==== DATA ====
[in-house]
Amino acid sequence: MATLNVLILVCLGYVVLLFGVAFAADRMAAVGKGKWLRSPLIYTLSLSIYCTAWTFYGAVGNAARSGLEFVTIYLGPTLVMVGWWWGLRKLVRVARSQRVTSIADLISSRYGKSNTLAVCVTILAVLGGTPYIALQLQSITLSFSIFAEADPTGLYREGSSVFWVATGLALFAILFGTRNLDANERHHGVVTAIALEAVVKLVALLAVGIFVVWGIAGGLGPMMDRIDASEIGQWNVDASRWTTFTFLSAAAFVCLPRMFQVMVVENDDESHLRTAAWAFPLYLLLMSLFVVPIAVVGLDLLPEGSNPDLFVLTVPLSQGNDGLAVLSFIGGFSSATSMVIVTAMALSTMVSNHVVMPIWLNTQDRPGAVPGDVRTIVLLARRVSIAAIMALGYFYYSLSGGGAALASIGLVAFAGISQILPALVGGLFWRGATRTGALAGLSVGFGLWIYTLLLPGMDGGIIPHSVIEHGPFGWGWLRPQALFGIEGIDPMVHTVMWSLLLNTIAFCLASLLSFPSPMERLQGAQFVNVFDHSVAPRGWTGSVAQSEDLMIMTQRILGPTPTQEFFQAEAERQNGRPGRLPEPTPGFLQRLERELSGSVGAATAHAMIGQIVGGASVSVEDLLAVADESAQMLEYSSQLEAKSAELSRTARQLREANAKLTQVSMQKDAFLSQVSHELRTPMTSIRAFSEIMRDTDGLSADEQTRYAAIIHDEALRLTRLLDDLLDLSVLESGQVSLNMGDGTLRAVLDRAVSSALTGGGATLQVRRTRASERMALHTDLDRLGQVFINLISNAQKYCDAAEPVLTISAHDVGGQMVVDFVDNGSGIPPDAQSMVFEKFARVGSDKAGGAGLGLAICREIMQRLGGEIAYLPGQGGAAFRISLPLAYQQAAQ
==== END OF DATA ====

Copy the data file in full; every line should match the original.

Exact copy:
[in-house]
Amino acid sequence: MATLNVLILVCLGYVVLLFGVAFAADRMAAVGKGKWLRSPLIYTLSLSIYCTAWTFYGAVGNAARSGLEFVTIYLGPTLVMVGWWWGLRKLVRVARSQRVTSIADLISSRYGKSNTLAVCVTILAVLGGTPYIALQLQSITLSFSIFAEADPTGLYREGSSVFWVATGLALFAILFGTRNLDANERHHGVVTAIALEAVVKLVALLAVGIFVVWGIAGGLGPMMDRIDASEIGQWNVDASRWTTFTFLSAAAFVCLPRMFQVMVVENDDESHLRTAAWAFPLYLLLMSLFVVPIAVVGLDLLPEGSNPDLFVLTVPLSQGNDGLAVLSFIGGFSSATSMVIVTAMALSTMVSNHVVMPIWLNTQDRPGAVPGDVRTIVLLARRVSIAAIMALGYFYYSLSGGGAALASIGLVAFAGISQILPALVGGLFWRGATRTGALAGLSVGFGLWIYTLLLPGMDGGIIPHSVIEHGPFGWGWLRPQALFGIEGIDPMVHTVMWSLLLNTIAFCLASLLSFPSPMERLQGAQFVNVFDHSVAPRGWTGSVAQSEDLMIMTQRILGPTPTQEFFQAEAERQNGRPGRLPEPTPGFLQRLERELSGSVGAATAHAMIGQIVGGASVSVEDLLAVADESAQMLEYSSQLEAKSAELSRTARQLREANAKLTQVSMQKDAFLSQVSHELRTPMTSIRAFSEIMRDTDGLSADEQTRYAAIIHDEALRLTRLLDDLLDLSVLESGQVSLNMGDGTLRAVLDRAVSSALTGGGATLQVRRTRASERMALHTDLDRLGQVFINLISNAQKYCDAAEPVLTISAHDVGGQMVVDFVDNGSGIPPDAQSMVFEKFARVGSDKAGGAGLGLAICREIMQRLGGEIAYLPGQGGAAFRISLPLAYQQAAQ